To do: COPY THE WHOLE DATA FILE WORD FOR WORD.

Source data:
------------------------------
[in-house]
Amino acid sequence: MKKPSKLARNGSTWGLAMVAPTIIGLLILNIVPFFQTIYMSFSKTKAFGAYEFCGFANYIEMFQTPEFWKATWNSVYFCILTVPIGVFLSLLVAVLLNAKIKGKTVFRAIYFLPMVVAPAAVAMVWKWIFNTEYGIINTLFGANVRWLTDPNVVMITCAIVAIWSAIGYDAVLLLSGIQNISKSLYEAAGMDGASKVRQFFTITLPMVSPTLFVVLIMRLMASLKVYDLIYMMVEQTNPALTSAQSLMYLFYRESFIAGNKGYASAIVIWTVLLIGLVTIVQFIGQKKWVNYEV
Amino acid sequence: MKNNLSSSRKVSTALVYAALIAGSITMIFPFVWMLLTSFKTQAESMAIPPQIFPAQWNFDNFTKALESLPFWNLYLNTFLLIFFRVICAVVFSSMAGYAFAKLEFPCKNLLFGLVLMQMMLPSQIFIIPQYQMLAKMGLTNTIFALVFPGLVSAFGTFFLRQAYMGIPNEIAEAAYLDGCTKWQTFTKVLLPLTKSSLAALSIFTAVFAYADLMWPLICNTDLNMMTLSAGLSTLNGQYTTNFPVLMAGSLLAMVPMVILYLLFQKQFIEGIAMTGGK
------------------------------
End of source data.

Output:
[in-house]
Amino acid sequence: MKKPSKLARNGSTWGLAMVAPTIIGLLILNIVPFFQTIYMSFSKTKAFGAYEFCGFANYIEMFQTPEFWKATWNSVYFCILTVPIGVFLSLLVAVLLNAKIKGKTVFRAIYFLPMVVAPAAVAMVWKWIFNTEYGIINTLFGANVRWLTDPNVVMITCAIVAIWSAIGYDAVLLLSGIQNISKSLYEAAGMDGASKVRQFFTITLPMVSPTLFVVLIMRLMASLKVYDLIYMMVEQTNPALTSAQSLMYLFYRESFIAGNKGYASAIVIWTVLLIGLVTIVQFIGQKKWVNYEV
Amino acid sequence: MKNNLSSSRKVSTALVYAALIAGSITMIFPFVWMLLTSFKTQAESMAIPPQIFPAQWNFDNFTKALESLPFWNLYLNTFLLIFFRVICAVVFSSMAGYAFAKLEFPCKNLLFGLVLMQMMLPSQIFIIPQYQMLAKMGLTNTIFALVFPGLVSAFGTFFLRQAYMGIPNEIAEAAYLDGCTKWQTFTKVLLPLTKSSLAALSIFTAVFAYADLMWPLICNTDLNMMTLSAGLSTLNGQYTTNFPVLMAGSLLAMVPMVILYLLFQKQFIEGIAMTGGK